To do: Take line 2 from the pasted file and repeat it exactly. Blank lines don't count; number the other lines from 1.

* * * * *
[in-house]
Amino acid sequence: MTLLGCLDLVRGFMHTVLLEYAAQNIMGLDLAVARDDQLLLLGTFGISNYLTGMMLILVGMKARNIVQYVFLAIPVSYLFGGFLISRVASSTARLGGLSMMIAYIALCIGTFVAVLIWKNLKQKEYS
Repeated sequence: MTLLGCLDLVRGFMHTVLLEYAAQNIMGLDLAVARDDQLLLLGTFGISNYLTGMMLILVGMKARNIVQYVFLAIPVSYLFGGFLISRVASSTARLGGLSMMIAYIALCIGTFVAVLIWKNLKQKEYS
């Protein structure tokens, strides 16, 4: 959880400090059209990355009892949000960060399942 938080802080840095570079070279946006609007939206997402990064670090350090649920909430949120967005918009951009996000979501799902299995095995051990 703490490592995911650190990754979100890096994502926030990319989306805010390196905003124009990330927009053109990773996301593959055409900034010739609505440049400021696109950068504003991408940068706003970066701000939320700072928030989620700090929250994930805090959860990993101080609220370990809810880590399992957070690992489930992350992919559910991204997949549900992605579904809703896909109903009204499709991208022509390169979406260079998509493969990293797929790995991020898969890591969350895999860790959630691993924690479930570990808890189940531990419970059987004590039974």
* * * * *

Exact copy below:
Amino acid sequence: MTLLGCLDLVRGFMHTVLLEYAAQNIMGLDLAVARDDQLLLLGTFGISNYLTGMMLILVGMKARNIVQYVFLAIPVSYLFGGFLISRVASSTARLGGLSMMIAYIALCIGTFVAVLIWKNLKQKEYS